Exploring the test suite

Frank Bennett


The CSL test suite is an essential backdrop to citeproc-js development. This chapter explains the basic features of the ./test.py script that runs the suite.

Running individual fixtures

The processor ships with a set of local tests, and includes the official CSL test fixtures as a submodule, in the following locations:

CSL test fixture locations
Fixture type Relative path
citeproc-js local tests ./tests/fixtures/local
Official CSL test suite ./tests/fixtures/std/processor-tests/humans

Fixture filenames have two elements (a group name and a test name), separated by an underscore and with a .txt extension. To run a single test, provide the test name as the argument to the -s option. For cut-and-paste convenience, various forms of the name are recognized:

./test.py -s name WesternSimple
./test.py -s name_WesternSimple
./test.py -s name_WesternSimple.txt

Alternative JavaScript engines

The Rhino JavaScript engine bundled with the processor sources is very solid, but also very slow. For faster processing, install a standalone JS engine compiled for your platform. In addition to Rhino, three engines are supported:

JavaScript Engine Info
Name Browser Configuration
Default Command
Rhino (none) rhino java -client -jar ./rhino/js-1.7R3.jar -opt 8
Spidermonkey Firefox mozjs js24
V8 Google Chrome v8 d8
JavascriptCore Safari jsc jsc

Here are some numbers to give an idea of the relative performance of the engines. The times are for a complete run of the test suite on a 64-bit Ubuntu laptop that I use for development:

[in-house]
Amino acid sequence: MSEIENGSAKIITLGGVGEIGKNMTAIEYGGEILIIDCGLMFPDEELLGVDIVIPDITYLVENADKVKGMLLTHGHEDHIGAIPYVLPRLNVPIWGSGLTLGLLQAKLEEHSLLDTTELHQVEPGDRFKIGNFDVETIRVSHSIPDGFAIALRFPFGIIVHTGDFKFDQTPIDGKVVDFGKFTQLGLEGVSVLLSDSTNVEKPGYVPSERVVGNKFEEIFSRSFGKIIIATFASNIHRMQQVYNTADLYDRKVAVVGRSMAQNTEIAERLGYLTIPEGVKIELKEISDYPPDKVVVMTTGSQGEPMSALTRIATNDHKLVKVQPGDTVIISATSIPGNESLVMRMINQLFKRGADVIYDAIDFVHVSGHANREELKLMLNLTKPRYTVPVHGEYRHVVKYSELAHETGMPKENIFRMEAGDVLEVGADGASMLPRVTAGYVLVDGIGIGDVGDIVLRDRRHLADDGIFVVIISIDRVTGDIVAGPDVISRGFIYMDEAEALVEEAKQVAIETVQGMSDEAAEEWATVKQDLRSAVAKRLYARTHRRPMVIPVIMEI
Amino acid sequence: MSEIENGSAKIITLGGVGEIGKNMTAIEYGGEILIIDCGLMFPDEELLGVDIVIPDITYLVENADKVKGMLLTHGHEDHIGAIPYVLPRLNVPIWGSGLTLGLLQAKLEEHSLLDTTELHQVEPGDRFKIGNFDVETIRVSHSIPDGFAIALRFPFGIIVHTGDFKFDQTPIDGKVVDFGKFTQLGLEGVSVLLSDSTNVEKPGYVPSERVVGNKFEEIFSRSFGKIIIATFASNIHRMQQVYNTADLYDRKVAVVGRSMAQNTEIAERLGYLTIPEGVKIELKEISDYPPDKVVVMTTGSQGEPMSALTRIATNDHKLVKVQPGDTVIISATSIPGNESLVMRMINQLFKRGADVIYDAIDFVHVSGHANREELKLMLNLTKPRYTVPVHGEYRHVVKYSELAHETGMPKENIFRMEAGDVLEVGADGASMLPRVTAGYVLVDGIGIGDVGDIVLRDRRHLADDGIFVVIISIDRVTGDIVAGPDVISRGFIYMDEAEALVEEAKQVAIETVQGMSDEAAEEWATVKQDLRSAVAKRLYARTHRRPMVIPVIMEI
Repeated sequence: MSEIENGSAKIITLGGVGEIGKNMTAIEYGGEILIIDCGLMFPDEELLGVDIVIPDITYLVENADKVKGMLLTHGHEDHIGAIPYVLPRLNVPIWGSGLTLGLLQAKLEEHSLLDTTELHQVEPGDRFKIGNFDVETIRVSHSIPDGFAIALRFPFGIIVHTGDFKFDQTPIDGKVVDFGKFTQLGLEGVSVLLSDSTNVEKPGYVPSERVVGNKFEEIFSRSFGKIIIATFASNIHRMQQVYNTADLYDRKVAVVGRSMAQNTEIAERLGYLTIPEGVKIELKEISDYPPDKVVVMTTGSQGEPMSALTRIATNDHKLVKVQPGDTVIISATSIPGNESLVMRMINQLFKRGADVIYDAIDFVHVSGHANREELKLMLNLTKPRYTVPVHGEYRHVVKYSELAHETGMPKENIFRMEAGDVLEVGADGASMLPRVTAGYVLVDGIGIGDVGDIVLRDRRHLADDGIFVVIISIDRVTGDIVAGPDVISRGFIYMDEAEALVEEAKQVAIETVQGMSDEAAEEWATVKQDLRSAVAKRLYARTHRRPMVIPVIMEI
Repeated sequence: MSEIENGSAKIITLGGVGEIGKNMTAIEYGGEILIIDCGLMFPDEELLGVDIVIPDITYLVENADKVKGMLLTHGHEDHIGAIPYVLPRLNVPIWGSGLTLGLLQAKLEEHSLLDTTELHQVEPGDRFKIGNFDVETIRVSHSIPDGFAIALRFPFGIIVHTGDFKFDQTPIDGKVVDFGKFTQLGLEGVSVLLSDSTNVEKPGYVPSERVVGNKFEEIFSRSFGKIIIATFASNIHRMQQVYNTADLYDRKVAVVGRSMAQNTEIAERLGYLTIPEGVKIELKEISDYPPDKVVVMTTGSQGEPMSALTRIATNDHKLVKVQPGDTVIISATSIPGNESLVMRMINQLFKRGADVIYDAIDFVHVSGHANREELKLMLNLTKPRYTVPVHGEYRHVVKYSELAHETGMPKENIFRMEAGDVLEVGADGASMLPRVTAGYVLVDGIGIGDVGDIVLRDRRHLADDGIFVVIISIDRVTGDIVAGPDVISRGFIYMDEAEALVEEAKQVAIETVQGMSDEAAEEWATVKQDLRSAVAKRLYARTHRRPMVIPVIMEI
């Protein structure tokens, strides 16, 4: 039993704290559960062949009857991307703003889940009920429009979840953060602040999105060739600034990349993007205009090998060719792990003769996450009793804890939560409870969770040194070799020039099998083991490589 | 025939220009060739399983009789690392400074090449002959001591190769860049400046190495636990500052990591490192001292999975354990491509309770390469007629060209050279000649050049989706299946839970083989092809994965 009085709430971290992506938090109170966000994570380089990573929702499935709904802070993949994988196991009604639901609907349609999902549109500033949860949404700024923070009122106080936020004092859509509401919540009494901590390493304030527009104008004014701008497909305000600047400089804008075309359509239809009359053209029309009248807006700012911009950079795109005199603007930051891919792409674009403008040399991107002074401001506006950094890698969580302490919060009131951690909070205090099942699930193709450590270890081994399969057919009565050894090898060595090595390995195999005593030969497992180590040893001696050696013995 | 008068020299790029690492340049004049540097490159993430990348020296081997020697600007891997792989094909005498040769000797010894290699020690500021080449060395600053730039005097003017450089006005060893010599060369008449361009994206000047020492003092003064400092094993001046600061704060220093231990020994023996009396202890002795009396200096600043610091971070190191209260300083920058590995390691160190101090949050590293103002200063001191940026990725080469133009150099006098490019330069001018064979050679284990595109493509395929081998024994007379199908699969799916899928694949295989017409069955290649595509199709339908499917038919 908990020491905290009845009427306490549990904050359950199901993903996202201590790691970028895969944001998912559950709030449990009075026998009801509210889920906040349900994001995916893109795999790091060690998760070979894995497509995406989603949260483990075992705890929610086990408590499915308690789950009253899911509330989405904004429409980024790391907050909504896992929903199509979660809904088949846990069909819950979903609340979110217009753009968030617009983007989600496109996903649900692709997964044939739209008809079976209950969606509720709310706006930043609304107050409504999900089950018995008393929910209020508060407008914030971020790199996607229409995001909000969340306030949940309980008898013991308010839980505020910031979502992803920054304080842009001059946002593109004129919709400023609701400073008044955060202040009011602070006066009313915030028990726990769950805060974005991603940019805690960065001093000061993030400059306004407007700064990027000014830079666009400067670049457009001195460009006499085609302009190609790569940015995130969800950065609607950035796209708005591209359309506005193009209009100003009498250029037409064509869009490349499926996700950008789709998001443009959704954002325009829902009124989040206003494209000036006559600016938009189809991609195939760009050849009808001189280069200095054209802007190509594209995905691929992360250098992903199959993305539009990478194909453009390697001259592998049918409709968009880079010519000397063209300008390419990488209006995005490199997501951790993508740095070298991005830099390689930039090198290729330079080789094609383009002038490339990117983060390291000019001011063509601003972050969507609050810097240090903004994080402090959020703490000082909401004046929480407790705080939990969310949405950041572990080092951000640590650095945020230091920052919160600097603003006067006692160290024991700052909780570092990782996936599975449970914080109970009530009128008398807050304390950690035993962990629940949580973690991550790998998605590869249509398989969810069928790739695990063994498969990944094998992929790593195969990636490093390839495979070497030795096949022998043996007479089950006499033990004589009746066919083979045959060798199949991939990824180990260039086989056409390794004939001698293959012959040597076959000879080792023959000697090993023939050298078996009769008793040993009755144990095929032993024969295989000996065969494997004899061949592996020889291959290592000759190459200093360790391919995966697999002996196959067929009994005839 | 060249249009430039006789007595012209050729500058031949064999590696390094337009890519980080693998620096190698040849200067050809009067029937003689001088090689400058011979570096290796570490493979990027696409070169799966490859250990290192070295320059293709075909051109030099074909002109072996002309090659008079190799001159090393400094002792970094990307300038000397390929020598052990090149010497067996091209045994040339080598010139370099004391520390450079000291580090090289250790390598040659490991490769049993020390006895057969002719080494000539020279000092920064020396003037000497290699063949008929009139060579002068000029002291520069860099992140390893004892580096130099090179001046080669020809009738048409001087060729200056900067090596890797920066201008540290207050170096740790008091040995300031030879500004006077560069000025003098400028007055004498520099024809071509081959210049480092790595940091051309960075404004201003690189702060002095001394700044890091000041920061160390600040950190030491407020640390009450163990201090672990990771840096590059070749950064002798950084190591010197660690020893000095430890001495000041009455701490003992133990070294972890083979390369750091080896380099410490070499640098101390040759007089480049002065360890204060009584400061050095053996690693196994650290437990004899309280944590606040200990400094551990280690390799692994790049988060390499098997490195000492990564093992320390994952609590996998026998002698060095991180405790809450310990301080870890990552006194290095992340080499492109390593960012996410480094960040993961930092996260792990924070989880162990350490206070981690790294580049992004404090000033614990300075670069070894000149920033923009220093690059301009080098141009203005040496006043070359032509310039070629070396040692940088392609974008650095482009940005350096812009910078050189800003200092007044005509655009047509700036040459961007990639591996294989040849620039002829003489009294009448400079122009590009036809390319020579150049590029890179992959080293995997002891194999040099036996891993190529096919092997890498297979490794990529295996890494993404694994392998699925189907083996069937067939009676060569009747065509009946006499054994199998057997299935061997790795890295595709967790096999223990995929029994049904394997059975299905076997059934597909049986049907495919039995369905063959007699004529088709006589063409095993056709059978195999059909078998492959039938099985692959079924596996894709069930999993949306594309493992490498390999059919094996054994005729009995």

Completion times for citeproc-js tests
Engine (seconds)
Rhino 55
Spidermonkey 24 31
V8 22
JavaScriptCore 20

After installing an engine on your system (as a binary package, or by compiling from scratch), check that it will run from the command line, and then edit its command entry in the configuration file at ./tests/config/test.cnf as required: [1]

command: jsc

command: d8.sh

command: js24

command: java -client -jar ./rhino/js-1.7R3.jar -opt 8

validator: java -client -jar ./jing/jing-20131210.jar -c
schema: ./csl-schemata/csl/csl.rnc
schema-m: ./csl-schemata/csl-m/csl-mlz.rnc
[1]Note the use of a shell script for d8, the standalone version of the Google Chrome V8 engine, which (apparently) must be run from the directory containing its binary.)

Once configured, an alternative engine can be run by giving its nickname to the ./test.py script:

./test.py -e jsc -r

Validating test-fixture CSL

The syntax of CSL styles is defined by a RELAX NG schema. In addition to official CSL, the processor supports CSL-M, an extended version of the language with a separate schema. Styles of the two types are distinguished by the version attribute on the top-level node:

CSL versions
sample style node
CSL 1.0 1.0 <style xmlns="http://purl.org/net/xbiblio/csl" version="1.0" class="note"/>
CSL-M 1.1mlz1 <style xmlns="http://purl.org/net/xbiblio/csl" version="1.1mlz1" class="note"/>

The bundled jing validator can be used to check that fixtures are syntactically correct. To run the validator against all fixtures, use the -c option with no argument:

./test.py -c

To test a single fixture, provide its name:

./test.py -c name_WesternSimple.txt

In its jing mode, the script does not explicitly report success (apart from writing a progress dot to the console): it produces chatter only if a test fails.